The boys will be coming for you like Steve Irwin.

Who cares what the haters say, right? Wear with pride, and go forth in style.

Cover Image Credit: Chicago Tribune

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From One Nerd To Another

My contemplation of the complexities between different forms of art.

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Aside from reading Guy Harrison's guide to eliminating scientific ignorance called, "At Least Know This: Essential Science to Enhance Your Life" and, "The Breakthrough: Immunotherapy and the Race to Cure Cancer" by Charles Graeber, an informative and emotional historical account explaining the potential use of our own immune systems to cure cancer, I read articles and worked on my own writing in order to keep learning while enjoying my winter break back in December. I also took a trip to the Guggenheim Museum.


I wish I was artistic. Generally, I walk through museums in awe of what artists can do. The colors and dainty details simultaneously inspire me and remind me of what little talent I posses holding a paintbrush. Walking through the Guggenheim was no exception. Most of the pieces are done by Hilma af Klint, a 20th-century Swedish artist expressing her beliefs and curiosity about the universe through her abstract painting. I was mostly at the exhibit to appease my mom (a K - 8th-grade art teacher), but as we continued to look at each piece and read their descriptions, I slowly began to appreciate them and their underlying meanings.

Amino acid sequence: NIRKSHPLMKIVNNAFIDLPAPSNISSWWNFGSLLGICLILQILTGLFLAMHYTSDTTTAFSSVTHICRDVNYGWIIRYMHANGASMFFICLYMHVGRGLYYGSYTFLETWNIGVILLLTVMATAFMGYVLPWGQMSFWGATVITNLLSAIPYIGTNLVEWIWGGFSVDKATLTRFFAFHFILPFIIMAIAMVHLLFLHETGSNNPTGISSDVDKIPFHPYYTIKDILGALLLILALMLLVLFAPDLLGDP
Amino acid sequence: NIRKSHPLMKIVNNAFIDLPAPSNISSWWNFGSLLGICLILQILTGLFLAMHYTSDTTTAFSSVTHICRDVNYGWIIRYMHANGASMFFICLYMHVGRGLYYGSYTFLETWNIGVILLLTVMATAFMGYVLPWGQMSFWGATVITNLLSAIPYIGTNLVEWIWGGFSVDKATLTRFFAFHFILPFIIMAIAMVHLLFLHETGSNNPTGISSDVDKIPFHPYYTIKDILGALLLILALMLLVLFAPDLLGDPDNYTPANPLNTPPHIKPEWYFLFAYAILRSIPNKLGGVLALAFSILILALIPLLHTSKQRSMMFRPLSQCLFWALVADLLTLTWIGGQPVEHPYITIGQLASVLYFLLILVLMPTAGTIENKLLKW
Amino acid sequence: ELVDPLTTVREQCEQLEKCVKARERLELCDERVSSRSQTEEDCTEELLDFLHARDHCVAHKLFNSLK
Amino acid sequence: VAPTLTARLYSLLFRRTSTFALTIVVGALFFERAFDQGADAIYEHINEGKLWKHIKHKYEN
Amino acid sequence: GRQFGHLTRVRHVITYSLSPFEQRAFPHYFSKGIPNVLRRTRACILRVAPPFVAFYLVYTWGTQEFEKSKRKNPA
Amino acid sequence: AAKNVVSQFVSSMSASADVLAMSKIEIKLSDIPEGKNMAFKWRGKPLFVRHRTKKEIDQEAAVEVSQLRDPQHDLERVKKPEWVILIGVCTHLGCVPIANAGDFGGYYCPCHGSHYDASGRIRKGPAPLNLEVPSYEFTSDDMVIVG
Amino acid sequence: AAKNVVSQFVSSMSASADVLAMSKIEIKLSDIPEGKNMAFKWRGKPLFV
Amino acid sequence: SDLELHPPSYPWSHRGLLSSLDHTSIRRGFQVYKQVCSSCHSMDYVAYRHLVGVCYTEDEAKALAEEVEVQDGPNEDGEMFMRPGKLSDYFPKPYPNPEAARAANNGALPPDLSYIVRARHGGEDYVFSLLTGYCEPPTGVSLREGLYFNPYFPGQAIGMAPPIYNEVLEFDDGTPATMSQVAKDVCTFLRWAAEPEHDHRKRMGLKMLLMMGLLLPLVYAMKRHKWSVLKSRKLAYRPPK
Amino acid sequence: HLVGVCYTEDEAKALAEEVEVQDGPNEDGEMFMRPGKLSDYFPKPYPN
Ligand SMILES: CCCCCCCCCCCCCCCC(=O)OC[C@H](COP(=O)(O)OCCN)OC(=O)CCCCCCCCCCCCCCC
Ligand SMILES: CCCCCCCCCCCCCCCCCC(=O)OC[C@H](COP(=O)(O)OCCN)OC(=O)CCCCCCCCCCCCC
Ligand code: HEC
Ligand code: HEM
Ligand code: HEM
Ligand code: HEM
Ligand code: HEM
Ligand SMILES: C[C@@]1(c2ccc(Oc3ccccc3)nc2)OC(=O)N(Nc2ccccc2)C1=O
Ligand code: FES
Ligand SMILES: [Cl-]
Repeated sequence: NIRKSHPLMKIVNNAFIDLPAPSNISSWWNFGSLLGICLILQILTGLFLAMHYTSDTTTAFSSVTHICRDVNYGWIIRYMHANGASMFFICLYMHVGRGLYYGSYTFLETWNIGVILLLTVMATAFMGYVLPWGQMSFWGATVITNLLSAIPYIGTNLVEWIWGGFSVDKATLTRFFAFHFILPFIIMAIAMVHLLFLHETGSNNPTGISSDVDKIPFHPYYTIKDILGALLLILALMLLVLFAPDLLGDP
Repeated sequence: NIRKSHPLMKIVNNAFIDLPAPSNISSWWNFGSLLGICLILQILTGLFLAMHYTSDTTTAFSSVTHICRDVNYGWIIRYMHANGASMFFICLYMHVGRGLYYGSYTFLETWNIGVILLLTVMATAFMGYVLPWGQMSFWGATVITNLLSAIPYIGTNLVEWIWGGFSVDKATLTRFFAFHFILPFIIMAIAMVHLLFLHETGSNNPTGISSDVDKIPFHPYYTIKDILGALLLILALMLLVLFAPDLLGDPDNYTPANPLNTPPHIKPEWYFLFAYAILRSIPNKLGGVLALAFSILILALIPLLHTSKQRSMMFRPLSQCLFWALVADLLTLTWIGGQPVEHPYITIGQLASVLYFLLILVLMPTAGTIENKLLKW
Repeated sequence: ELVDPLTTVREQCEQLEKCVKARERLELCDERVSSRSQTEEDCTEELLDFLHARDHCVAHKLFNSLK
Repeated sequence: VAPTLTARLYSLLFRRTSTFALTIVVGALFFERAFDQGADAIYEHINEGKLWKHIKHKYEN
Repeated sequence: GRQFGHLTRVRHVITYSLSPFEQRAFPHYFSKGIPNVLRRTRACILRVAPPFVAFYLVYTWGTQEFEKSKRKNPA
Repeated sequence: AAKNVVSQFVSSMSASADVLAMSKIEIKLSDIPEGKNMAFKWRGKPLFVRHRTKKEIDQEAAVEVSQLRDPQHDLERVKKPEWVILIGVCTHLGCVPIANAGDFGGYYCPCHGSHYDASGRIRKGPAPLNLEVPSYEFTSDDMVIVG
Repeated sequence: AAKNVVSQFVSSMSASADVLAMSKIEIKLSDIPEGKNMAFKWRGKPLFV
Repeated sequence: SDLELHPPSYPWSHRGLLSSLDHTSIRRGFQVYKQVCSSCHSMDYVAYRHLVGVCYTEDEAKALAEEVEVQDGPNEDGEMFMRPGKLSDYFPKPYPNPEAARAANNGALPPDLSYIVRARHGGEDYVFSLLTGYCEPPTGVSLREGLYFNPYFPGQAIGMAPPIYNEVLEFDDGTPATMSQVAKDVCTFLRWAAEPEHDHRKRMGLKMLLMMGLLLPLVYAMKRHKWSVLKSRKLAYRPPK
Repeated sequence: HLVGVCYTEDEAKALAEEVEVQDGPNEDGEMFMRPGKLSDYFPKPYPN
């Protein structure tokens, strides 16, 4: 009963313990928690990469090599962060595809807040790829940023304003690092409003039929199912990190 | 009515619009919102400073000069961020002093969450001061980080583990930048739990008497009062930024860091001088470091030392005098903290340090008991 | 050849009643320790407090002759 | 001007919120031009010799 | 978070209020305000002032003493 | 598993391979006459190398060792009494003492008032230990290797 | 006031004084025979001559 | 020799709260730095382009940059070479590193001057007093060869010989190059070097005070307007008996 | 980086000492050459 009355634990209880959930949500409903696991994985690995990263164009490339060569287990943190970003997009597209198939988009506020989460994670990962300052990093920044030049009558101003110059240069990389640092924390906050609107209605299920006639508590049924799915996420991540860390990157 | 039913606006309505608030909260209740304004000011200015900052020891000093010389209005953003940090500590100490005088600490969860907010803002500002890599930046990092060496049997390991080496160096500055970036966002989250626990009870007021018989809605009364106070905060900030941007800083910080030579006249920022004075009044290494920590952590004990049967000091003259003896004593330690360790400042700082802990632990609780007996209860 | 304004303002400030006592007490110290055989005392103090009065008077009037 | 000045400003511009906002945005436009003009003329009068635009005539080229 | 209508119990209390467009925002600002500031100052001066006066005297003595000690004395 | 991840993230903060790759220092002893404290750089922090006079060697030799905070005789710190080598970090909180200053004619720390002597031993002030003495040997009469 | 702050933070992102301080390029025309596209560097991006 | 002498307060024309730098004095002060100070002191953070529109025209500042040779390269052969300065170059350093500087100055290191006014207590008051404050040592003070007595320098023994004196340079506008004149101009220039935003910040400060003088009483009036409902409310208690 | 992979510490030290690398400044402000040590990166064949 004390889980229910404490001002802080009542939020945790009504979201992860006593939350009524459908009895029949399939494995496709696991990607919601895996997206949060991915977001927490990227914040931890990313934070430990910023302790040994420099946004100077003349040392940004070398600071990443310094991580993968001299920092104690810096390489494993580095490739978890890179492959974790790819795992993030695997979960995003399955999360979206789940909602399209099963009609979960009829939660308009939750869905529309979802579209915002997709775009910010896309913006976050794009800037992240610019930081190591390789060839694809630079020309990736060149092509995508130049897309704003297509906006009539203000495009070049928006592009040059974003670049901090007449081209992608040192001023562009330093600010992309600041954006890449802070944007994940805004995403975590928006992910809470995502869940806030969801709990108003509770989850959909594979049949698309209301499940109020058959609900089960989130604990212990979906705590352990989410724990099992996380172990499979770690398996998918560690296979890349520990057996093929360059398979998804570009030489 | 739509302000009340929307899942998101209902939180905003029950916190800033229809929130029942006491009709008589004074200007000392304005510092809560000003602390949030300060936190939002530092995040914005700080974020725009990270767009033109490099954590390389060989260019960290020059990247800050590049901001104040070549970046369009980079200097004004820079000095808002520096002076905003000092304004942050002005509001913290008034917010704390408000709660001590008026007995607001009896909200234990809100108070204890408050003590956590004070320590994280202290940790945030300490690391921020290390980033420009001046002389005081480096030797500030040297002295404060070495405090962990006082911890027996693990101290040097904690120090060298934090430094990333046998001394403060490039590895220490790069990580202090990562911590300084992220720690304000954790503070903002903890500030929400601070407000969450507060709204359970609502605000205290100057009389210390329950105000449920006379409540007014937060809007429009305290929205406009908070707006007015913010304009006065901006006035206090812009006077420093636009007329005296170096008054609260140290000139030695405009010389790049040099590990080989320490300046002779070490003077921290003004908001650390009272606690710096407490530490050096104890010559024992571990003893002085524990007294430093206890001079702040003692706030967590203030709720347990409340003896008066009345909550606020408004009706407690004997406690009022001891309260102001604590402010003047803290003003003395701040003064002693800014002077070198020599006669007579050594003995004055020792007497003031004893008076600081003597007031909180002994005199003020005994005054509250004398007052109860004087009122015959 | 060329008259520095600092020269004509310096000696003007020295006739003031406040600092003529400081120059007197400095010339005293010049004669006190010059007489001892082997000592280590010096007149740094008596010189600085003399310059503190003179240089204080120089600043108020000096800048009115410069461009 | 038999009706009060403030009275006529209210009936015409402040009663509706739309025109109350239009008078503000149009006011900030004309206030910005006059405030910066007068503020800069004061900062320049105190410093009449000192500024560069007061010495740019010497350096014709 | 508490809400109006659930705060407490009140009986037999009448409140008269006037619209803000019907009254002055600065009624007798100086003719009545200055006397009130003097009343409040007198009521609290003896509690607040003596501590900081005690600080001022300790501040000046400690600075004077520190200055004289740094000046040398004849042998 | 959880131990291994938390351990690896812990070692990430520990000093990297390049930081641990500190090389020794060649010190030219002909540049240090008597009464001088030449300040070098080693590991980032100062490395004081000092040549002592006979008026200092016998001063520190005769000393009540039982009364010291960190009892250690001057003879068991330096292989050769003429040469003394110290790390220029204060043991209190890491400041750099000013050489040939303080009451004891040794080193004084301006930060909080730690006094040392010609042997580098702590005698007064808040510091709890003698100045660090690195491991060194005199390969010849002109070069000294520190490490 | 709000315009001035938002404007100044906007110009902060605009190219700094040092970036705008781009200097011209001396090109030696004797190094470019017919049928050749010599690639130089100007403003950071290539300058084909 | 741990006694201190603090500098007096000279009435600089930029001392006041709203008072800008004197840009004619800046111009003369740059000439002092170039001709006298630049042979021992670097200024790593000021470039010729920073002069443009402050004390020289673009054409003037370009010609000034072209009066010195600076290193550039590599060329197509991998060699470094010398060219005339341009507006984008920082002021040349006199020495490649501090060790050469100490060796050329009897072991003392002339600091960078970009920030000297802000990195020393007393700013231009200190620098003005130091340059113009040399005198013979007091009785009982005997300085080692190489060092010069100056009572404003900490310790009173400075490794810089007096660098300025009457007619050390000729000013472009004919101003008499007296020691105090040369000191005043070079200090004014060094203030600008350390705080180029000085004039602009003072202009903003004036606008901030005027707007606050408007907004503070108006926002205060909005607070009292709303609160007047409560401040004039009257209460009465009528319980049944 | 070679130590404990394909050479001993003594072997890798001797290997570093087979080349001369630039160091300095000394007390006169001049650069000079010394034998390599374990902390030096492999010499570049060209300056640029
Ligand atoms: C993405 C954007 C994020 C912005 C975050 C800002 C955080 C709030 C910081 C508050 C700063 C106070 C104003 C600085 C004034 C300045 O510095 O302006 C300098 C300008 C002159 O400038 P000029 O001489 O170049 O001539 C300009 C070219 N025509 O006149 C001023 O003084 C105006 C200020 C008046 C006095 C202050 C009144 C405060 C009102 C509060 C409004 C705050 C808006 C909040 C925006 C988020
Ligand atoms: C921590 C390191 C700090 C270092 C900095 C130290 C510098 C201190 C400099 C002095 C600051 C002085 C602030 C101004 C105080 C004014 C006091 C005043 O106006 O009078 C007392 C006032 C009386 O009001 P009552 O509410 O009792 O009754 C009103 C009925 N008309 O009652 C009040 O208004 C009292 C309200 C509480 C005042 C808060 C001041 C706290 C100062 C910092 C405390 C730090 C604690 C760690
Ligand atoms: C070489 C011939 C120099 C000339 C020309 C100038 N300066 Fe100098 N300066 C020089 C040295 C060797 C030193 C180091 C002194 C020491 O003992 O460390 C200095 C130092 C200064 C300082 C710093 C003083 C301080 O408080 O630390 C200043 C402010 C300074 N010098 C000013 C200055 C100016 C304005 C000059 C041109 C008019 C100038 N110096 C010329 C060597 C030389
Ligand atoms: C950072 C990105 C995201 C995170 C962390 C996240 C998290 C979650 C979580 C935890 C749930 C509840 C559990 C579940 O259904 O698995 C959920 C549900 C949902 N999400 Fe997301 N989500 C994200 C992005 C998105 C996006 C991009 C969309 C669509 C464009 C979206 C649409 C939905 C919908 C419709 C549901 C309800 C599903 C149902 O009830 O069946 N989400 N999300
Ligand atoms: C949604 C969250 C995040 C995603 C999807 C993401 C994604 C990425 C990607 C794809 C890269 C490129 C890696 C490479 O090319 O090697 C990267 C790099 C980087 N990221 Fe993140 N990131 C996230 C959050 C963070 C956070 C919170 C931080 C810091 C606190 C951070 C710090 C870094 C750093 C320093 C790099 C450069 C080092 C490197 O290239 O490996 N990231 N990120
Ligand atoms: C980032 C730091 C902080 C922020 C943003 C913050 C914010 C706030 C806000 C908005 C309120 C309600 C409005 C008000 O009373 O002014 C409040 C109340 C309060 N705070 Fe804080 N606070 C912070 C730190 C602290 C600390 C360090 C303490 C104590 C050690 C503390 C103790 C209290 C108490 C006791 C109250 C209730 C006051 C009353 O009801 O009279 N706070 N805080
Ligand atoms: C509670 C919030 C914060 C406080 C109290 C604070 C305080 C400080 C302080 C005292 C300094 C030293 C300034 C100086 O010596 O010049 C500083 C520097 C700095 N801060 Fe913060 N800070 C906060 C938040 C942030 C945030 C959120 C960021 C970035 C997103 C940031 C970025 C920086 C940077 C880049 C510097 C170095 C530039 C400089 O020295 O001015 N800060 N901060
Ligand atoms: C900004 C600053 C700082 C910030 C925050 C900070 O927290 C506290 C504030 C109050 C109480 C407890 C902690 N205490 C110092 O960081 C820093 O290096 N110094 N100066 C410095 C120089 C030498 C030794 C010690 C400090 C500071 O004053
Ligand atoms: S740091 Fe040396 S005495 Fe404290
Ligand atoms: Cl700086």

I like writing that integrates symbols, double meanings, and metaphors into its message because I think that the best works of art are the ones that have to be sought after. If the writer simply tells you exactly what they were thinking and how their words should be interpreted, there's no room for imagination. An unpopular opinion in high school was that reading "The Scarlet Letter" by Nathaniel Hawthorne was fun. Well, I thought it was. At the beginning of the book, there's a scene where Hawthorne describes a wild rosebush that sits just outside of the community prison. As you read, you are free to decide whether it's an image of morality, the last taste of freedom and natural beauty for criminals walking toward their doom, or a symbol of the relationship between the Puritans with their prison-like expectations and Hester, the main character, who blossoms into herself throughout the novel. Whichever one you think it is doesn't matter, the point is that the rosebush can symbolize whatever you want it to. It's the same with paintings - they can be interpreted however you want them to be.


As we walked through the building, its spiral design leading us further and further upwards, we were able to catch glimpses of af Klint's life through the strokes of her brush. My favorite of her collections was one titled, "Evolution." As a science nerd myself, the idea that the story of our existence was being incorporated into art intrigued me. One piece represented the eras of geological time through her use of spirals and snails colored abstractly. She clued you into the story she was telling by using different colors and tones to represent different periods. It felt like reading "The Scarlet Letter" and my biology textbook at the same time. Maybe that sounds like the worst thing ever, but to me it was heaven. Art isn't just art and science isn't just science. Aspects of different studies coexist and join together to form something amazing that will speak to even the most untalented patron walking through the museum halls.